Officially dedicated in 1996, the Katy has seen thousands of visitors of all ages and from all over the country and the world. The flat, wide surface makes it easy for young and old alike to negotiate the trail with few problems.

Like any state park, there are plenty of areas for picnicking, getting some exercise and just enjoying nature. The eastern half of the trail follows state highway 94, making the trailheads especially convenient. Most have running water, places to purchase food and drink and rest areas. All the trailheads have historic information as well as pictures of flora and fauna to watch for along the way.

One of the most common ways to travel the Katy Trail is by bicycle. A few avid cyclists make the 237.6 mile journey, from Clinton to St. Charles, in a single day. Most do not. Others take 6-8 days to ride end-to-end at a more leisurely pace. They either camp along the way or stay in the many wonderful and hospitable bed and breakfasts.

A popular way to accomplish the end-to-end run is to take day-trip-sized bites out of the trail. With the Katy’s flat trail it isn’t difficult to chew through 10-30 miles a day. Several stops on the Not-To-Be-Missed list include:

  • Schoolhouse Bed & Breakfast in Rocheport – a schoolhouse turned B&B that retains its charm and grade-school décor. The rooms are spacious and comfortable, the garden area relaxing, and the breakfast is amazing.
  • Iron Horse Hotel and Restaurant in Blackwater – This hotel is not on the Katy Trail, but close enough and fun enough to warrant a place on the list. This is a hotel turned doctor’s office turned hotel. It has a number of comfortable rooms named after rail lines of the past. The restaurant on the lower level of the hotel serves, among other delightful items, the most incredible sweet potato chips.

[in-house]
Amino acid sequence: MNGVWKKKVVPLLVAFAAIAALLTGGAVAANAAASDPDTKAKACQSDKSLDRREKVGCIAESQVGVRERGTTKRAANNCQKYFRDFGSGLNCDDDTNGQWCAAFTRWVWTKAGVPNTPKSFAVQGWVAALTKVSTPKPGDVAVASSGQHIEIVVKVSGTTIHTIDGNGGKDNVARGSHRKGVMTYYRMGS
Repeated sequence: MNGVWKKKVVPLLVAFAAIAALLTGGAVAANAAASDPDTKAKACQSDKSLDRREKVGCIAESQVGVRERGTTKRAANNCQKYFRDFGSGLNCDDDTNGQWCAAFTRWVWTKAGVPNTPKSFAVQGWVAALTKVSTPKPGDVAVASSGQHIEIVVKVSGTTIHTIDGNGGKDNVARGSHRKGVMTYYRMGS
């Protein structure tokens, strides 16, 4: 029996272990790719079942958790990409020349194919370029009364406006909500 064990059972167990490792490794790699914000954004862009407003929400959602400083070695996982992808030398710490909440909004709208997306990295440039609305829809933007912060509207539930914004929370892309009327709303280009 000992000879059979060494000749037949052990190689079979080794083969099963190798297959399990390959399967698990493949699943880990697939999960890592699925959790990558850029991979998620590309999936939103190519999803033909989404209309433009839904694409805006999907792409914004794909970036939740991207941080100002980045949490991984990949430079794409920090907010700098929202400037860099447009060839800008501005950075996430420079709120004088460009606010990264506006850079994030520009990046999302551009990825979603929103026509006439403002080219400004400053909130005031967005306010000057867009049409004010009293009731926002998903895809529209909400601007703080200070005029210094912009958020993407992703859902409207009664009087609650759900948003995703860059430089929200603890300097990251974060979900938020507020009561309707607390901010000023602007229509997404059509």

• Trailside Café and Bike Shop in Rocheport –Located at the trailhead, they serve burgers and fries as well as other items including an extensive breakfast menu. Right next door bicycles of all kinds are available for rent, from recumbents to tandems.
  • Katfish Katy’s in Huntsdale – Katfish Katy’s is a campground with a camp store that is right on the trail. Be sure to stop here for a cold soda or ice cream.
  • Central Dairy in Jefferson City – Ice cream is always a favorite on a hot summer day, especially after a long ride on the Katy Trail. The prices at the Central Dairy shop can’t be beat; neither can the smooth, rich coolness of their delicious ice cream.
  • Katy Bike Rental in Defiance – Bike repair and accessories as well as rentals are available here. They also have a selection of ice cream and other treats.

The Katy Trail offers a destination that encompasses everything a good vacation needs: outdoor activities, shopping, good food, and relaxation. As an added bonus, it displays Missouri in all her glory.

Read more about the historical MKT Railway in Lora Young’s novel, Malicious Mischief.

Only $3.99 on Amazon

MaliciousMischiefFrontFinal6x9Her most annoying trait is the one she needs the most.

Delia Eastman returns home from teachers’ college with two goals: find a teaching position and sidestep her mother’s insistence on finding her a husband. But employers don’t care for women who are smarter than they. Neither do suitors. As she struggles to find her place, she discovers her sleepy riverboat town has turned into a powder-keg of rivalry between the steamships and the railroads.

Increasingly violent vandalism on the railroad brings her face-to-face with Endy Webster, a handsome trainmaster whose investigation into the crimes leads him to the door of a prominent steamship owner—Delia’s father.

As Delia tries to clear her father’s name, she keeps tangling with Endy. He’s intelligent. He’s charming. And he’s guarding secrets. Thinking he might know more than he’s telling, Delia reluctantly agrees to collaborate with him to solve the crimes. With the vandalism becoming deadly, they’ll need every scrap of intelligence and logic to stay alive. Working together may not be their first choice, but it might be their last.

Lora Young